Someone sent me a sad link to a coroner’s report about a baby in Australia who died from bleeding due to late onset vitamin K deficiency. It’s an older case (2011), but I decided to do some research to see if this was something I needed to write about. Above the fold I found this from the Healthy Home Economist.



The “Healthy” Home Economist hits it out of the park when it comes to flagrant misunderstanding of medicine and biochemistry, but that’s not exactly new on the Internet. What caught my eye was the > 21k shares on Facebook, because if 21,000 pregnant women followed her advice to skip the vitamin K shot 1-2 babies will have potentially devastating bleeding.

Let’s start at the beginning and use science.

What is Vitamin K?

Among other things vitamin K helps blood to clot. Without it we can have catastrophic bleeding, even with no trauma. We don’t need very much of it (that why an adult has to be severely malnourished to have issues with vitamin K deficiency related blood clotting), but we need some.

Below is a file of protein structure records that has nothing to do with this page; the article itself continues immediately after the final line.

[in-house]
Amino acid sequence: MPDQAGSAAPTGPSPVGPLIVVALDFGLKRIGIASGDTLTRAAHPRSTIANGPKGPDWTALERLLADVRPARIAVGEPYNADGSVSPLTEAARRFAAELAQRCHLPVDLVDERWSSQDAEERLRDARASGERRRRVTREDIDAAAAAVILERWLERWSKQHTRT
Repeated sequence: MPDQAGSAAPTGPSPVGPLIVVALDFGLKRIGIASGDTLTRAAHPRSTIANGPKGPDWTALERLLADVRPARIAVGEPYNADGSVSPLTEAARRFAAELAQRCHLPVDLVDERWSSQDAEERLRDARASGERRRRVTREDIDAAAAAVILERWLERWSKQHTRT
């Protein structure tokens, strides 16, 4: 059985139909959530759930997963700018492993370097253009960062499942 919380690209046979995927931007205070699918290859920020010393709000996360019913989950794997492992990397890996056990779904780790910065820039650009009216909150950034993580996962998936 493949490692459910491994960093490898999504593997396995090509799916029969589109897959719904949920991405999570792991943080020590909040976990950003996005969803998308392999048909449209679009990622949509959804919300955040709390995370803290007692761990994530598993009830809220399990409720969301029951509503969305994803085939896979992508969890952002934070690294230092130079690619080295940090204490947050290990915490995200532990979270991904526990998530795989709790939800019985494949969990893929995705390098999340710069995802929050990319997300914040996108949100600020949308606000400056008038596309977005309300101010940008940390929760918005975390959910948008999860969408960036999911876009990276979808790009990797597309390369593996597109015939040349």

There are 2 types of vitamin K: K1 or phylloquinone and K2 or menaquinone. Vitamin K1 comes from our diet (leafy green vegetables, cauliflower, turnip, and Brussels sprouts, avocado, banana, kiwi, and soybean oil). Vitamin K2 is primarily made by intestinal bacteria, like Bacteroides, but some may also come from diet (meats, eggs, and fermented cheeses).

Why is low vitamin K an issue in newborns?

Babies don’t have great stores at birth because vitamin K1 doesn’t cross the placenta very well. In addition, the newborn gut isn’t colonized sufficiently with the right bacteria to produce vitamin K2. The only source for a baby is food, but breast milk is very low in vitamin K so newborns can become vitamin K deficient. There 3 types:

  1. Early onset, within 24 hours when a pregnant woman was taking drugs that block vitamin K so her baby receives essentially none during pregnancy.
  2. Classical, onset 24 hours to 7 days. Often related to poor feeding. This happens in less than 0.5% of babies. Severe bleeding into the brain is less common, but other bleeding complications do occur.